43. ^ Michael Evans (4 September 2006). "Army writer nearly revealed plans of D-Day". London: The Times. 
Bibliography
  • Bond, Brian, Liddell Hart: A Study of his Military Thought. London: Cassell, 1977.
  • Cambridge Encyclopedia v.68
  • Corum, James S. The Roots of Blitzkrieg: Hans von Seeckt and German Military Reform Lawrence, KS: University Press of Kansas, 1992. ISBN 0-7006-0541-X.
  • Danchev, Alex, Alchemist of War: The Life of Basil Liddell Hart. London: Nicholson, 1998. ISBN 0-7538-0873-0
  • Danchev, Alex, "Liddell Hart and the Indirect Approach", 873-0 Journal of Military History, Vol. 63, No. 2. (1999), pp. 313–337.
  • Guderian, Heinz Panzer Leader New York Da Capo Press Reissue edition, 1952.
  • Luvaas, Jay Liddell Hart and the Mearsheimer Critique: A "Pupil's" Retrospective U.S. Army War College, March 1990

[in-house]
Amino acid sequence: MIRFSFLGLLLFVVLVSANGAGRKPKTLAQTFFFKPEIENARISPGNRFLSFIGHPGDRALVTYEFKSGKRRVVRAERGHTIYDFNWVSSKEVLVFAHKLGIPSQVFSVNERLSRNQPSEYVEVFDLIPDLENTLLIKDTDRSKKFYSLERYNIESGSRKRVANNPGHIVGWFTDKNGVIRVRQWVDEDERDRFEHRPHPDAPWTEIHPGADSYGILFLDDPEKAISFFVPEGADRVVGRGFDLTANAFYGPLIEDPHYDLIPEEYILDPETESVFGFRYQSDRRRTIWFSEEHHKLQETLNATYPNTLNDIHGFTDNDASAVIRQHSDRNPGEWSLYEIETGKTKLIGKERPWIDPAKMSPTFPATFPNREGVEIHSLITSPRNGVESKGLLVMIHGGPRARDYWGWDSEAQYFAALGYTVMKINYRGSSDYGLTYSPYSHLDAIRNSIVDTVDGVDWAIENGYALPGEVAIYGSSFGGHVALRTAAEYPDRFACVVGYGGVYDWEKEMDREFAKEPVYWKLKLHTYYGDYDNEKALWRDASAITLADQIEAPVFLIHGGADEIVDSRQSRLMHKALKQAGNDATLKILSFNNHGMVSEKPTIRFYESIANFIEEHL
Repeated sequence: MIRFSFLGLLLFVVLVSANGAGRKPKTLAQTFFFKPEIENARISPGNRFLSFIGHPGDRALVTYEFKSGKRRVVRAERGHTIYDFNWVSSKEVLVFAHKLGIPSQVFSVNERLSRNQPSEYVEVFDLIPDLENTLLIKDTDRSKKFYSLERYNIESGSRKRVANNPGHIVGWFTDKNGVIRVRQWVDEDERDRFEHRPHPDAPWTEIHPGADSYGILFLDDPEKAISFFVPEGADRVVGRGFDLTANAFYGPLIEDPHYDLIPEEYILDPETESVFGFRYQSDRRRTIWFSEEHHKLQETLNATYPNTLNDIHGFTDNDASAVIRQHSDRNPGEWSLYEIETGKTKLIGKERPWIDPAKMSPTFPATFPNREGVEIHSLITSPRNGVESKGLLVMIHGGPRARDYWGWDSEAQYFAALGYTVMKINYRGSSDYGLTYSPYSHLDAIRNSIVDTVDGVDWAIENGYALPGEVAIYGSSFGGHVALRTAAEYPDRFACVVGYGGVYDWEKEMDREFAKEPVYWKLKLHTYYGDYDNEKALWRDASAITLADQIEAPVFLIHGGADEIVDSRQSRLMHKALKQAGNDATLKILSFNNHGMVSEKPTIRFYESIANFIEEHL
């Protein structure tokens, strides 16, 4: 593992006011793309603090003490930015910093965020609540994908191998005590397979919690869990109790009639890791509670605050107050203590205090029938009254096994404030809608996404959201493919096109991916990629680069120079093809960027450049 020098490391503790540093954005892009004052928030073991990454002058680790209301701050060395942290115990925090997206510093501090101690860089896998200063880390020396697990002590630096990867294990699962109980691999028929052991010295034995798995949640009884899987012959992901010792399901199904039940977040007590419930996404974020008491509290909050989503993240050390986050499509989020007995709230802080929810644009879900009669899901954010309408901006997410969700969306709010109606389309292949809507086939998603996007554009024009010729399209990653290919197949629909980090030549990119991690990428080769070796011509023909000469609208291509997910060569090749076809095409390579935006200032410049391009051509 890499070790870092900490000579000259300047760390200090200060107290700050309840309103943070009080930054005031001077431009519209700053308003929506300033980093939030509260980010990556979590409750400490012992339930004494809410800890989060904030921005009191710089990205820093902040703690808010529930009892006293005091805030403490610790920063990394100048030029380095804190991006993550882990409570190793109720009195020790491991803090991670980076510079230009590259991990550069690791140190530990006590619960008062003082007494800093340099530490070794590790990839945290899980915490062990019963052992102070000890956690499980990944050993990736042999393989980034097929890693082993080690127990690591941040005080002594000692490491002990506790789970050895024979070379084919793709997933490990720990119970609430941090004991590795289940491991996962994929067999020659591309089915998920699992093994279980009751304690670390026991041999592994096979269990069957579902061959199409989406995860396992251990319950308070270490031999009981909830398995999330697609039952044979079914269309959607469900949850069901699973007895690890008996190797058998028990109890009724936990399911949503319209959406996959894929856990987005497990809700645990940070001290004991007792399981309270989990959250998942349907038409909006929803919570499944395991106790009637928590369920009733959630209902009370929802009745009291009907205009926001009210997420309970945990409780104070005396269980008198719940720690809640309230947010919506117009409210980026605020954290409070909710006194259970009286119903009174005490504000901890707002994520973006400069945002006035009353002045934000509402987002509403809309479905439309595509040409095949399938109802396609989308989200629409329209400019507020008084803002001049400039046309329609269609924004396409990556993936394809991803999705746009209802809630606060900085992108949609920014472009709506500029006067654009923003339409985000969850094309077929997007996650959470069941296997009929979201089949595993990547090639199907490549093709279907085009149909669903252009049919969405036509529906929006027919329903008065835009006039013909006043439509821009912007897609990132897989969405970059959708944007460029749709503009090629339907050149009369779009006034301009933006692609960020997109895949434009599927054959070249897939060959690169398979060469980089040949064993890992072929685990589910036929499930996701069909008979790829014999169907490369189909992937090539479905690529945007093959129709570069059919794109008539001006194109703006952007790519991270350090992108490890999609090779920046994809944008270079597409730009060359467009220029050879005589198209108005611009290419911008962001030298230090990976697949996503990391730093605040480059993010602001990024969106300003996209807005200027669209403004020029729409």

• Mearsheimer, John, Liddell Hart and the Weight of History. Ithaca, New York: Cornell University Press, 1988. ISBN 0-8014-2089-X
  • von Mellenthin, Friedrich (1955). Panzer Battles: A Study of the Employment of Armor in the Second World War. Cassell. ISBN 978-0-345-32158-9. 
  • Minney, R.J. (ed.) The Private Papers of Hore-Belisha London: Collins, 1960.
  • Naveh, Shimon, In Pursuit of Military Excellence; The Evolution of Operational Theory. London: Francass, 1997. ISBN 0-7146-4727-6.
Further reading
  • Young, Desmond (1950). Rommel The Desert Fox. New York: Harper & Row. OCLC 48067797. 

External links[edit]